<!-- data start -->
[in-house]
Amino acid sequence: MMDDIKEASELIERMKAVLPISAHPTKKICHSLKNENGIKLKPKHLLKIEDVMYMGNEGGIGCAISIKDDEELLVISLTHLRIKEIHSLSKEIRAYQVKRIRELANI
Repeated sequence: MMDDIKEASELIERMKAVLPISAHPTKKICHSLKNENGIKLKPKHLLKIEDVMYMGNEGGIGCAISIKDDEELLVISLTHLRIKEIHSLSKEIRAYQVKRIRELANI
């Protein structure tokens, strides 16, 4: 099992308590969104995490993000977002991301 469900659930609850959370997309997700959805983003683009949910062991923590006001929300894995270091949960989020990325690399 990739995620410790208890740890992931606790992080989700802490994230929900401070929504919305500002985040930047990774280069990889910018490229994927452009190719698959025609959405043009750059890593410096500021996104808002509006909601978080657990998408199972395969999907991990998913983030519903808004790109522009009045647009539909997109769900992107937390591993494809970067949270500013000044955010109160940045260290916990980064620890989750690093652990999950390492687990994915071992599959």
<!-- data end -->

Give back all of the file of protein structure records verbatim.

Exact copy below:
[in-house]
Amino acid sequence: MMDDIKEASELIERMKAVLPISAHPTKKICHSLKNENGIKLKPKHLLKIEDVMYMGNEGGIGCAISIKDDEELLVISLTHLRIKEIHSLSKEIRAYQVKRIRELANI
Repeated sequence: MMDDIKEASELIERMKAVLPISAHPTKKICHSLKNENGIKLKPKHLLKIEDVMYMGNEGGIGCAISIKDDEELLVISLTHLRIKEIHSLSKEIRAYQVKRIRELANI
């Protein structure tokens, strides 16, 4: 099992308590969104995490993000977002991301 469900659930609850959370997309997700959805983003683009949910062991923590006001929300894995270091949960989020990325690399 990739995620410790208890740890992931606790992080989700802490994230929900401070929504919305500002985040930047990774280069990889910018490229994927452009190719698959025609959405043009750059890593410096500021996104808002509006909601978080657990998408199972395969999907991990998913983030519903808004790109522009009045647009539909997109769900992107937390591993494809970067949270500013000044955010109160940045260290916990980064620890989750690093652990999950390492687990994915071992599959």